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When do deer shed their antlers?

Before answering the question about when deer shed antlers, one must know why deer have antlers. The male deer, or bucks, have antlers as a dominant feature.

When bucks fight during the mating season, these antlers are valuable weapons that get them the edge over their competitors! Sometimes bucks get their antlers tangled, and if they cannot untangle them, they die of starvation.

The health of a buck’s antlers shows the overall fitness and health of the buck.

Deer begins to grow antlers in the spring season when the diet is abundant and in favorable weather. During the growing period, antlers are covered with tiny hair called velvet.

The velvet provides blood supply to the antlers so they can grow well and long. The mating season, or rut, finds bucks with strong antlers to fight with this force.

Shedding antlers

After rutting season, the deer is done with competitions and fights, so the antlers are of no use now. During this season, deer shed their antlers, and that too is a process that exhibits force from early December to early March.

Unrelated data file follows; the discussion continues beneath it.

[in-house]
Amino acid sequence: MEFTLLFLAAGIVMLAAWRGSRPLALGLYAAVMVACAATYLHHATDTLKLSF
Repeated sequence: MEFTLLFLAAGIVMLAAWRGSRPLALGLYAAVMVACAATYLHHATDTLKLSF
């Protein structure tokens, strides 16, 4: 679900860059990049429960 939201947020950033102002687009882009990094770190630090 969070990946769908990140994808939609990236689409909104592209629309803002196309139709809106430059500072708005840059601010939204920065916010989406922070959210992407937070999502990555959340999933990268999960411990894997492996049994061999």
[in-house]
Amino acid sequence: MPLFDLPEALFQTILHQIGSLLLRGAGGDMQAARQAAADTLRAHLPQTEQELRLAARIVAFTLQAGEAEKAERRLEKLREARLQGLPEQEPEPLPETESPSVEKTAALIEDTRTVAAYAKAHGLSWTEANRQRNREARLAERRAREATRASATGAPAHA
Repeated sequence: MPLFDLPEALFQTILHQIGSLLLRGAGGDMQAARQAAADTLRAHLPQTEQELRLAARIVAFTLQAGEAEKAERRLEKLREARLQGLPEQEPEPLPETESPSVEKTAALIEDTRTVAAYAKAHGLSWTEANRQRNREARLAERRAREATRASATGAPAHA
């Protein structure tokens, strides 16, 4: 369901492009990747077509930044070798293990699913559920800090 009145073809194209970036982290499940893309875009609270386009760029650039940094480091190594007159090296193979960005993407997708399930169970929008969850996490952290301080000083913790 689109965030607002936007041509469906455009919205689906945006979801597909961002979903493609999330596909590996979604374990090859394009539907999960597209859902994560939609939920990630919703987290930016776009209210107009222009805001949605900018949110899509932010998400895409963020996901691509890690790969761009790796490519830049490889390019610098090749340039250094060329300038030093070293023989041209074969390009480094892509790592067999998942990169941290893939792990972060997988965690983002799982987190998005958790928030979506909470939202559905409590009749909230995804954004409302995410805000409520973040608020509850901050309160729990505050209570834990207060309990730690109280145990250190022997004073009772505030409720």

In winters, the food is scarce, and many deer still need their antlers to fight other bucks over food. However, these fights are not as intense as the ones during the rutting season.

Food fights do not require headfirst hits or long fights meant to display power.

Also Read: When do Deer Sleep?

How do deer shed their antlers?

Antlers do not fall off, neither is it a minor change for the deer. Just as antler growth is difficult, shedding them is also a difficult phase! Growing antlers takes up a lot of calcium, which is a hard-to-find asset in the woods!

However, mature bucks use much of their energy in growing antlers. Once these calcium-rich bones fall off, they get used up by nature through rodents, and the remaining part gets recycled by the earth.

Deer often rub their antlers with trees as if they are itching. This action is forceful and usually allows antlers to fall off.

In late January, up to late March, hunters can find antlers in the woods, and quite often, these have already given some feed to rodents. The chewed-on and hollow antlers are no less than a trophy for many of us!

Summing it up

Deer have antlers as a defense mechanism so that they can fight other deer during rutting season.

In winters, deer need antlers for food fights, but that is not as intense as the rutting season fights.

Deer shed their antlers during winters and then grow a new pair in the spring season.


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